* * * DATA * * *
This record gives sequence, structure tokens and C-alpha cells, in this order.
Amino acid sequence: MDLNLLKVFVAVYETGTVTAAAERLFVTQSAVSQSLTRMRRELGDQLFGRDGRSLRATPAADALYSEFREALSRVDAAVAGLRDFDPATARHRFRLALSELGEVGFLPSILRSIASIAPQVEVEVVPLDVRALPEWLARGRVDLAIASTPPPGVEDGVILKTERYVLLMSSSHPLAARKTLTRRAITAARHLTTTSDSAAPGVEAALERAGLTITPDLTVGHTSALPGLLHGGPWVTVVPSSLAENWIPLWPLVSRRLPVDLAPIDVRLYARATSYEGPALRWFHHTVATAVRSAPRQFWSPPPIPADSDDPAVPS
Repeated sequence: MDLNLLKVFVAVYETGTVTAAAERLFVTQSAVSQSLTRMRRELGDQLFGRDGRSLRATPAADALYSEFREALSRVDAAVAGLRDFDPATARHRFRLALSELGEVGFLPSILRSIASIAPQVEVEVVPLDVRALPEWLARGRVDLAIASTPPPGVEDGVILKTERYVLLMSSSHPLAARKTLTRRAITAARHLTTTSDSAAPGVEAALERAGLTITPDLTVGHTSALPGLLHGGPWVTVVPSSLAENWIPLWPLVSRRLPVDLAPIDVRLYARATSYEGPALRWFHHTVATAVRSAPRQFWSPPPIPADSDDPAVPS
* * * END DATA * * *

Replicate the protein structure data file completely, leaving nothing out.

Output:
This record gives sequence, structure tokens and C-alpha cells, in this order.
Amino acid sequence: MDLNLLKVFVAVYETGTVTAAAERLFVTQSAVSQSLTRMRRELGDQLFGRDGRSLRATPAADALYSEFREALSRVDAAVAGLRDFDPATARHRFRLALSELGEVGFLPSILRSIASIAPQVEVEVVPLDVRALPEWLARGRVDLAIASTPPPGVEDGVILKTERYVLLMSSSHPLAARKTLTRRAITAARHLTTTSDSAAPGVEAALERAGLTITPDLTVGHTSALPGLLHGGPWVTVVPSSLAENWIPLWPLVSRRLPVDLAPIDVRLYARATSYEGPALRWFHHTVATAVRSAPRQFWSPPPIPADSDDPAVPS
Repeated sequence: MDLNLLKVFVAVYETGTVTAAAERLFVTQSAVSQSLTRMRRELGDQLFGRDGRSLRATPAADALYSEFREALSRVDAAVAGLRDFDPATARHRFRLALSELGEVGFLPSILRSIASIAPQVEVEVVPLDVRALPEWLARGRVDLAIASTPPPGVEDGVILKTERYVLLMSSSHPLAARKTLTRRAITAARHLTTTSDSAAPGVEAALERAGLTITPDLTVGHTSALPGLLHGGPWVTVVPSSLAENWIPLWPLVSRRLPVDLAPIDVRLYARATSYEGPALRWFHHTVATAVRSAPRQFWSPPPIPADSDDPAVPS